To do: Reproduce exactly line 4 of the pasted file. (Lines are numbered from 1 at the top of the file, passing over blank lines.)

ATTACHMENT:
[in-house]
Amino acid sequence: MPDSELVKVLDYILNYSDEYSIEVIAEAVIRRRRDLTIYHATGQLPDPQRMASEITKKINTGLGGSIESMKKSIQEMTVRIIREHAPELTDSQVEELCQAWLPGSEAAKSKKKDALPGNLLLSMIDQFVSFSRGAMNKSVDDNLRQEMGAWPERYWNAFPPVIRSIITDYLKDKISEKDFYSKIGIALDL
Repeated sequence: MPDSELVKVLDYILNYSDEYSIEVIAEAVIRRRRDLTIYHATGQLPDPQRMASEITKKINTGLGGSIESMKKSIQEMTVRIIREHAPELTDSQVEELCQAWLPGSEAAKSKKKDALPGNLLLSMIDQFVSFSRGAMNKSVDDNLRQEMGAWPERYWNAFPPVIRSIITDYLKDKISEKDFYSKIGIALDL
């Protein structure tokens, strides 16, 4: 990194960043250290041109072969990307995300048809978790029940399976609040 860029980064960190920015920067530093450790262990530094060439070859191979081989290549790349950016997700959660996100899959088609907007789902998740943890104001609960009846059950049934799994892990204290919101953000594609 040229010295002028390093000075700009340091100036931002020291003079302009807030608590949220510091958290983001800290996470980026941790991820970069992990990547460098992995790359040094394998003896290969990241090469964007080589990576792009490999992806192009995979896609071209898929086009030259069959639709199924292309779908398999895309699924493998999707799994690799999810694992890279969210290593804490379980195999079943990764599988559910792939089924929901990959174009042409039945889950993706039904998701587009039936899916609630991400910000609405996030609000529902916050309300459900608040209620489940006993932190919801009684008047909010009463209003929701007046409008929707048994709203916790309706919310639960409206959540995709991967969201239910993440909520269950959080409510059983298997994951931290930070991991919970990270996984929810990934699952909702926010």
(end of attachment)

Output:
């Protein structure tokens, strides 16, 4: 990194960043250290041109072969990307995300048809978790029940399976609040 860029980064960190920015920067530093450790262990530094060439070859191979081989290549790349950016997700959660996100899959088609907007789902998740943890104001609960009846059950049934799994892990204290919101953000594609 040229010295002028390093000075700009340091100036931002020291003079302009807030608590949220510091958290983001800290996470980026941790991820970069992990990547460098992995790359040094394998003896290969990241090469964007080589990576792009490999992806192009995979896609071209898929086009030259069959639709199924292309779908398999895309699924493998999707799994690799999810694992890279969210290593804490379980195999079943990764599988559910792939089924929901990959174009042409039945889950993706039904998701587009039936899916609630991400910000609405996030609000529902916050309300459900608040209620489940006993932190919801009684008047909010009463209003929701007046409008929707048994709203916790309706919310639960409206959540995709991967969201239910993440909520269950959080409510059983298997994951931290930070991991919970990270996984929810990934699952909702926010």